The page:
The deck’s Quick Start mode makes it ultra quick to boot up a disc. With this mode turned on, it takes on average 15 seconds to get from standby to the first menu, compared with one minute when Quick Start is turned off, making it well worth the extra electricity needed to use it. In other respects the deck is agreeable to use, sailing through pop-up menus and scanning though discs without excessive delays, plus the onscreen menus are easy to read.

It’s also pleasing to discover that the BD-HP21H delivers superb picture quality with Blu-ray discs, comparing favourably with other similarly priced players on the market like the Samsung BD-P1500 and Panasonic DMP-BD35. We loaded up ”Indiana Jones and the Kingdom of the Crystal Skull” and were immediately blown away by the sharpness of the picture, which is the biggest and most satisfying advantage Blu-ray has over DVD. But watching a crisply transferred big budget film like this really rams the point home, particularly when playing it back on the incredible Pioneer KRP-600A plasma.

Examples of the Sharp’s excellent detail handling is everywhere. The stubble and creases on Harrison Ford’s craggy face, the tiny writing scrawled on Oxley’s notes, the texture of clothing, the dust and leaves on the floor of the tomb – it’s all conveyed with a pin-sharp crispness that almost makes it worth the price tag alone.

But there’s so much more to admire about its hi-def pictures, particularly the image clarity during dark scenes. It helps when you’re using a plasma screen as proficient with blacks and shadow detail as the 600A, but the Sharp gives it some strong source material to play with. The scene in which Jones and Mutt explore Orellana’s tomb is an absolute master class – the shadows look truly deep and solid but the spider webs, skeletons and fine detail on the walls remain clearly defined at all times. It lends the image a depth and three-dimensionality that really suck you into the scene.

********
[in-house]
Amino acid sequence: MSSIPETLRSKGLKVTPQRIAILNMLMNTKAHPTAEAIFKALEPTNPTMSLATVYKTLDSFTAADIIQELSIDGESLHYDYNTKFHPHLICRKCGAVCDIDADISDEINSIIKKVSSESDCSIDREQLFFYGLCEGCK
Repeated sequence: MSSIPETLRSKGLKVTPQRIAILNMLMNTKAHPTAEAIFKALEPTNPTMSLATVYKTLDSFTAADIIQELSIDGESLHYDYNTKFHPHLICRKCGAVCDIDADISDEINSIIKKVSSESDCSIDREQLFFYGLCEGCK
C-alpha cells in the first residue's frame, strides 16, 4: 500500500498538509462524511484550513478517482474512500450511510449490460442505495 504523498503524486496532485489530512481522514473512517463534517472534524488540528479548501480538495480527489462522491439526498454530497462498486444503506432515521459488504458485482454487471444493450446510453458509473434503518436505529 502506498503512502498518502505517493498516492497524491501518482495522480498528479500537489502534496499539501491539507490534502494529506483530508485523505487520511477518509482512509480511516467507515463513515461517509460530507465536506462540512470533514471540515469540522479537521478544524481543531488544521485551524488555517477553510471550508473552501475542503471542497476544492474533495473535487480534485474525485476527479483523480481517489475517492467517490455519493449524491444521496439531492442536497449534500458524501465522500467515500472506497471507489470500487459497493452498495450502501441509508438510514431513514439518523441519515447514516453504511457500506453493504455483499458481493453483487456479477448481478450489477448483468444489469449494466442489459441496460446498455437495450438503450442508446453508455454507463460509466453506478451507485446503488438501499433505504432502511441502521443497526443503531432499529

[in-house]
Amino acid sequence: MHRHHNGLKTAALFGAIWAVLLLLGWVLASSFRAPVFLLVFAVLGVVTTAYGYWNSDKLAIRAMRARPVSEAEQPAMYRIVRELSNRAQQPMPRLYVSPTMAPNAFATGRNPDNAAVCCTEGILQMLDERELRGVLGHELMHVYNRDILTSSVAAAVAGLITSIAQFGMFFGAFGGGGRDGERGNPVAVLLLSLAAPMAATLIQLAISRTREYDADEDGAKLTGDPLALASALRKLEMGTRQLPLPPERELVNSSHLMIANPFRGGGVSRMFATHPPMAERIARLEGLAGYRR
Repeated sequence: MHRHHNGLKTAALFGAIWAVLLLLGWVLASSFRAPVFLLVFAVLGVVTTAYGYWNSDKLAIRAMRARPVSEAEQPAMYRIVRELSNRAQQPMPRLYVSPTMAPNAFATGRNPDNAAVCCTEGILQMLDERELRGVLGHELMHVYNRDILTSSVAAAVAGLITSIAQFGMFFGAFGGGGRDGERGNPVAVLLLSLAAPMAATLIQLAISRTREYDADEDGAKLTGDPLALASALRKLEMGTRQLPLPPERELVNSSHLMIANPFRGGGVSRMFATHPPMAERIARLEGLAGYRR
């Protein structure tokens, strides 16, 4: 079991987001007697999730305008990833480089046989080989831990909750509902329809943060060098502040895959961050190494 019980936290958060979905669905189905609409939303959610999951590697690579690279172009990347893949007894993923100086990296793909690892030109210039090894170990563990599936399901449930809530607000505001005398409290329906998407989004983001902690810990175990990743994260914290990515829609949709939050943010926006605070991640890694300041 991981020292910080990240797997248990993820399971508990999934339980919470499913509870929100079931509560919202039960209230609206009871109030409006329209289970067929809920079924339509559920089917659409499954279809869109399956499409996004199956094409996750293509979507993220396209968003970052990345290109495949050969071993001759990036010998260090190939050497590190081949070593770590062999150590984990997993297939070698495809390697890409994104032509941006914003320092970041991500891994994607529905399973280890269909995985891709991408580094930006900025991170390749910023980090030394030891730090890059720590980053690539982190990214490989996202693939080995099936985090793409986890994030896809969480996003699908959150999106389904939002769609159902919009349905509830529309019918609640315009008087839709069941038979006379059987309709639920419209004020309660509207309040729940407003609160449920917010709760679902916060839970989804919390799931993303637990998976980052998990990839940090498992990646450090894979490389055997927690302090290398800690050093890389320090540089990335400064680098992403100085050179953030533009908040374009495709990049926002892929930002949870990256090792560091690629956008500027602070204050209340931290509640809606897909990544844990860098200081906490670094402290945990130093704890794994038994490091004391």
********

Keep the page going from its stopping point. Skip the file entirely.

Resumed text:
Colours look vibrant too, best demonstrated during bright outdoor bits like the (frankly ridiculous) jungle and waterfall scenes. It’s topped off by fluid 24Hz motion, razor sharp edges and a lack of noise. We also tried some of the test patterns on the HQV Benchmark Blu-ray disc and the Sharp handles the Film Resolution Loss test (a panning shot of an empty stadium) with pleasing stability, and keeps jaggies to a minimum on the rotating bars pattern, but neither is reproduced with the same level of assurance as the Pioneer BDP-LX71.

Upscaled DVD playback isn’t much better this time round, with ”Gladiator” looking as scruffy and soft as it did on its predecessor. Some over sharpening is evident on edges, noise fills the skies over the battlefield and it struggles to suppress jaggies on diagonal lines. It also struggles with fine detail on test patterns.

In the audio department, the Sharp is at its best playing back Indiana Jones’ Dolby True HD bitstream through a suitably equipped receiver, in this case the Onkyo TX-NR906. The high-resolution sound is clean, expansive and detailed, adding a great deal of drive and vitality to the films’s big action scenes. Stereo CD playback through the analogue outs lacks sophistication but it’s adequate for undemanding tastes.


Reviewing the BD-HP21H leaves us with a strong sense of déjà vu, as it shares all the same strengths and flaws of its predecessor except with BonusView support thrown into the mix. There are plenty of plus points, such as the excellent Blu-ray picture quality, the frustration-free operating system and the handy Quick Start mode, but the lack of BD Live, MP3/WMA/DivX support, DTS HD Master Audio decoding and poor DVD upscaling are its undoing once again. That said, at £150 online you might be willing to make a few sacrifices…

Trusted Score

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Score in detail

  • Performance 8
  • Features 7
  • Value 8
  • Design 7